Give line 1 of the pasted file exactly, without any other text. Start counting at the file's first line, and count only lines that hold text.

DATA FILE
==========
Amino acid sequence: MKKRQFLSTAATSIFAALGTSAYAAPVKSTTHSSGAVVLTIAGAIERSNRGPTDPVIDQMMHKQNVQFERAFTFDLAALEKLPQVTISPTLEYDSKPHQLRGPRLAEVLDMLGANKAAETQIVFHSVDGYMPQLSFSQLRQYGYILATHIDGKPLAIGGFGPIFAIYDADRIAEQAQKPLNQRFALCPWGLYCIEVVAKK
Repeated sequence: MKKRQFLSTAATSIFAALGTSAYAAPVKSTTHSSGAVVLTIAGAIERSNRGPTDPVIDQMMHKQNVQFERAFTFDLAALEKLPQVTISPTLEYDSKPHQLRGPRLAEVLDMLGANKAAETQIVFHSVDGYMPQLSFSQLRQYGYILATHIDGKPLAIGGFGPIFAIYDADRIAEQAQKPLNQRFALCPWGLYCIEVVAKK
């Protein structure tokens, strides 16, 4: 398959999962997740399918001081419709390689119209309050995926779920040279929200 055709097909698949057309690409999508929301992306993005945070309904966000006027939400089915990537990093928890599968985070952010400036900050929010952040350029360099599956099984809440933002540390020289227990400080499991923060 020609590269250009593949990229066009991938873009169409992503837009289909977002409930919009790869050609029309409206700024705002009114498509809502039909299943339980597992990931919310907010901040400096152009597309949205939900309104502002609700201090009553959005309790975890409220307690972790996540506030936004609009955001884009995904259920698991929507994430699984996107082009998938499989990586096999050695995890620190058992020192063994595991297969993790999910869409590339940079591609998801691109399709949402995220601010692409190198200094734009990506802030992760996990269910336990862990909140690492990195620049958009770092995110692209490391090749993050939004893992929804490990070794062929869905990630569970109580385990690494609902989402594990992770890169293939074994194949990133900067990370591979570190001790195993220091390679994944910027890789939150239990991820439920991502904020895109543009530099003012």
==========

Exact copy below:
Amino acid sequence: MKKRQFLSTAATSIFAALGTSAYAAPVKSTTHSSGAVVLTIAGAIERSNRGPTDPVIDQMMHKQNVQFERAFTFDLAALEKLPQVTISPTLEYDSKPHQLRGPRLAEVLDMLGANKAAETQIVFHSVDGYMPQLSFSQLRQYGYILATHIDGKPLAIGGFGPIFAIYDADRIAEQAQKPLNQRFALCPWGLYCIEVVAKK